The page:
Research

Arntzen studies plant-derived pharmaceuticals and vaccines in collaboration with faculty, government researchers, and industrial product development groups. He has used both transgenic and viral vector approaches to move genes into plant cells. His initial efforts focused on traits that improved crop production, which led him toward manufacturing protein pharmaceuticals in plant leaves. He and his collaborators pioneered subunit vaccine production and formulation.

In 2015, Arntzen was chosen as the No. 1 honoree among Fast Company’s annual “100 Most Creative People in Business” for his leadership role in developing ZMapp, a therapeutic produced in tobacco to fight Ebola.

ZMapp is a serum made in a plant with a notorious reputation as a killer, tobacco. The pathway from discovery to treatment began with an idea Arntzen had to produce low-cost vaccines in plants to fight devastating infectious diseases in the developing world. Then, after 9/11 and the anthrax attack on the U.S. Senate, the government invested heavily in biodefense, including $3.7 million to Arntzen and a small San Diego-based startup led by Larry Zeitlin and Kevin Whaley, Mapp Biopharmaceutical. The goal was to develop plant-based defenses against pathogens, including Ebola, that could be used as potential biological threats. With a dream team of collaborators, they modified the tobacco plants to produce a protective cocktail made of three monoclonal antibodies. This therapeutic cocktail proved to be 100 percent effective in protecting animals against Ebola, even five days after exposure.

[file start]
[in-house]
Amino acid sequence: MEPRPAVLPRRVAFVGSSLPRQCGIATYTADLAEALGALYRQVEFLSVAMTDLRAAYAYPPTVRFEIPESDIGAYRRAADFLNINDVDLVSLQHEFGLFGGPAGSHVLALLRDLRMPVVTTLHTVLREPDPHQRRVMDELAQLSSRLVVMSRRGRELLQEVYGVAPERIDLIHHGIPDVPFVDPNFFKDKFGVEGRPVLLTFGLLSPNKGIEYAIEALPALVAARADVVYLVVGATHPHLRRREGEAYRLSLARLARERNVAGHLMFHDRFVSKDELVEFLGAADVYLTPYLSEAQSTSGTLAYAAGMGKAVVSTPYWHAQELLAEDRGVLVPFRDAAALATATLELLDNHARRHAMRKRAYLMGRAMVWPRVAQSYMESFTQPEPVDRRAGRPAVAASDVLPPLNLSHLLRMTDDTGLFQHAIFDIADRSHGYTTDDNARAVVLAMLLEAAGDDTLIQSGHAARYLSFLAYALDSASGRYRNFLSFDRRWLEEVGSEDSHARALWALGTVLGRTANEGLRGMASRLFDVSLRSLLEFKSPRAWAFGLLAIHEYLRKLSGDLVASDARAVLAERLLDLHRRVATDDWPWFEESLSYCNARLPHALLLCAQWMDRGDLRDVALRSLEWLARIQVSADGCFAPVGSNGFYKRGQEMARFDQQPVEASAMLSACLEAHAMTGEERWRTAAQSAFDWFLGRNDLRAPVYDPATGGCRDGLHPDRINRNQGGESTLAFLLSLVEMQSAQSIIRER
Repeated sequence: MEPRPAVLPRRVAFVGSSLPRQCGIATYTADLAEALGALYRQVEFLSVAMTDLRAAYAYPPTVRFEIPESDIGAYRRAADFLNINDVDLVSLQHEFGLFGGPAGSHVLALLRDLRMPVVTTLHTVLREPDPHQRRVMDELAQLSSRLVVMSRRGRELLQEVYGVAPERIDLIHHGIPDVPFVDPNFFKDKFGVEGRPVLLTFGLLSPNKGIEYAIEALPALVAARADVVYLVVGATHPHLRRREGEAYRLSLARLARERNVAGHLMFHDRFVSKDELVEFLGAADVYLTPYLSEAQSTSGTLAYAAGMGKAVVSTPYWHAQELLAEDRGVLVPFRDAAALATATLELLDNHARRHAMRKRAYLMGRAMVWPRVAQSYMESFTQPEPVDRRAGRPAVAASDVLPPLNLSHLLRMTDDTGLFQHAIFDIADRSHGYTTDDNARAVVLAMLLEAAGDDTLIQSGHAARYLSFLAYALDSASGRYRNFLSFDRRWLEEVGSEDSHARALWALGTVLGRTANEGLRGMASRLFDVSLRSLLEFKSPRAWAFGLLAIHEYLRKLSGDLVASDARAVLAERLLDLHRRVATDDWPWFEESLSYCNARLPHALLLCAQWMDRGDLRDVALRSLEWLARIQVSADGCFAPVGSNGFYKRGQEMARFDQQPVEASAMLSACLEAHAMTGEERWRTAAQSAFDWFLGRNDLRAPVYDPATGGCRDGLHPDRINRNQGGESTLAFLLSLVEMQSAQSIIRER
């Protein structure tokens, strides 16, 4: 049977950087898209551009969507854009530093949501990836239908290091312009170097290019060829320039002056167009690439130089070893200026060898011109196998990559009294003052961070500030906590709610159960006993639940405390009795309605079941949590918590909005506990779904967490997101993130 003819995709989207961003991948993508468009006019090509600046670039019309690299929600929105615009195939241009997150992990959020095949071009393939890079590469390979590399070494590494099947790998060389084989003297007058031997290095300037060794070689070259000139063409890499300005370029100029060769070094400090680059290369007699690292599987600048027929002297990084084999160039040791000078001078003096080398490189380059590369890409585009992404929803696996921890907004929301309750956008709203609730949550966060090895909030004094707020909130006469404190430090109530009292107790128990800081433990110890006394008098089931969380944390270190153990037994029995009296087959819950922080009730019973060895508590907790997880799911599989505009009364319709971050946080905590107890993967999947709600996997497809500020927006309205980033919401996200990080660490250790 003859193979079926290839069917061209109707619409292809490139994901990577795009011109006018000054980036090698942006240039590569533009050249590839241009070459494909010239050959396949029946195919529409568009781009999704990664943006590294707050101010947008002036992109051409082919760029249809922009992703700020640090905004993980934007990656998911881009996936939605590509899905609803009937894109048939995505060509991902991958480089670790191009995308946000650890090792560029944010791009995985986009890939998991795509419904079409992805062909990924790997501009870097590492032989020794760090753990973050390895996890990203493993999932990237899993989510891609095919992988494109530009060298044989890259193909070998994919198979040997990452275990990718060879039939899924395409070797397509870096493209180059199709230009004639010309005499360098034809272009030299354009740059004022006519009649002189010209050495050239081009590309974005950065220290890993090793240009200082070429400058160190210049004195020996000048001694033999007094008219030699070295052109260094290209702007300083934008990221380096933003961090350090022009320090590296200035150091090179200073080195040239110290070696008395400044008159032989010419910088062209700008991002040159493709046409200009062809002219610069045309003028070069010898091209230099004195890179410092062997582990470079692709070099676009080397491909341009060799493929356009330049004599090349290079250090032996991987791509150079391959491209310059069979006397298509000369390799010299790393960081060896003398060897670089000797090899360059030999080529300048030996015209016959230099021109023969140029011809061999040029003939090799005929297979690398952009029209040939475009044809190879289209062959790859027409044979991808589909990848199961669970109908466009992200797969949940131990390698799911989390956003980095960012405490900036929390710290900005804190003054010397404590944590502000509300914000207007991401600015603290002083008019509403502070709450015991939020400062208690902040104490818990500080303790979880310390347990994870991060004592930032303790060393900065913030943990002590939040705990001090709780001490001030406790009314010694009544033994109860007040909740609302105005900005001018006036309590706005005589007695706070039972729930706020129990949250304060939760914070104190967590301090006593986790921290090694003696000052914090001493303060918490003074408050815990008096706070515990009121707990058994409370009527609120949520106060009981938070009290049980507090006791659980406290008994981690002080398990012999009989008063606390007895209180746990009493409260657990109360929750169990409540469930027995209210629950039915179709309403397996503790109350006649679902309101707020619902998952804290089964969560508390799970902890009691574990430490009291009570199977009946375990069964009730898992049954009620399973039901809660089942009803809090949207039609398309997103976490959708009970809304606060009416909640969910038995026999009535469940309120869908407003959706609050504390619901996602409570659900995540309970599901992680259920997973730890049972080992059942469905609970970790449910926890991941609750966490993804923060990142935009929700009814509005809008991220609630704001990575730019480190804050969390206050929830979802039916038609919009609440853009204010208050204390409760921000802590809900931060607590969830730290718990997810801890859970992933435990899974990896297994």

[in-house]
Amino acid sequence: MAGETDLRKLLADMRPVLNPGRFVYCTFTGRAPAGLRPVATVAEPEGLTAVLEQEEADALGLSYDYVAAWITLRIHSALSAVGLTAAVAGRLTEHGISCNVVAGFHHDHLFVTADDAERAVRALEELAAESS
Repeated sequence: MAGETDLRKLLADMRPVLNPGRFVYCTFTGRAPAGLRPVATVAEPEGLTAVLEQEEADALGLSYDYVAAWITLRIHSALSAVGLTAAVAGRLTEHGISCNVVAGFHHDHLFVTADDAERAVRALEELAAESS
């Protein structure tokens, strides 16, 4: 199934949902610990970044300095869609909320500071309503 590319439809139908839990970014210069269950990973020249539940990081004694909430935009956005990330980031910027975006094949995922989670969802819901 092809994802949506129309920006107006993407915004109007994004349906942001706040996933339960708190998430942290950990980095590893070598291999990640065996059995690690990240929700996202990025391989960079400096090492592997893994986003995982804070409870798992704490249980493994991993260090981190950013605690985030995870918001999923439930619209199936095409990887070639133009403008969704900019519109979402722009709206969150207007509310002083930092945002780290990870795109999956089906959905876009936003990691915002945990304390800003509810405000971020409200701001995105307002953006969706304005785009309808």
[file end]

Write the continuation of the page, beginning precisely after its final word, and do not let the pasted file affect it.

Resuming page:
Currently, Arntzen uses his experience in plant biotechnology in order to advise the National Academy of Sciences, other government agencies, and corporate entities on the strategic useof new technology in agriculture and human health programs. Though he isn't expanding his research team at ASU, he serves in an adminstrative advisory role at Biodesign and continues to grow his industrial and government collaborations to support multi-disciplinary academic research teams.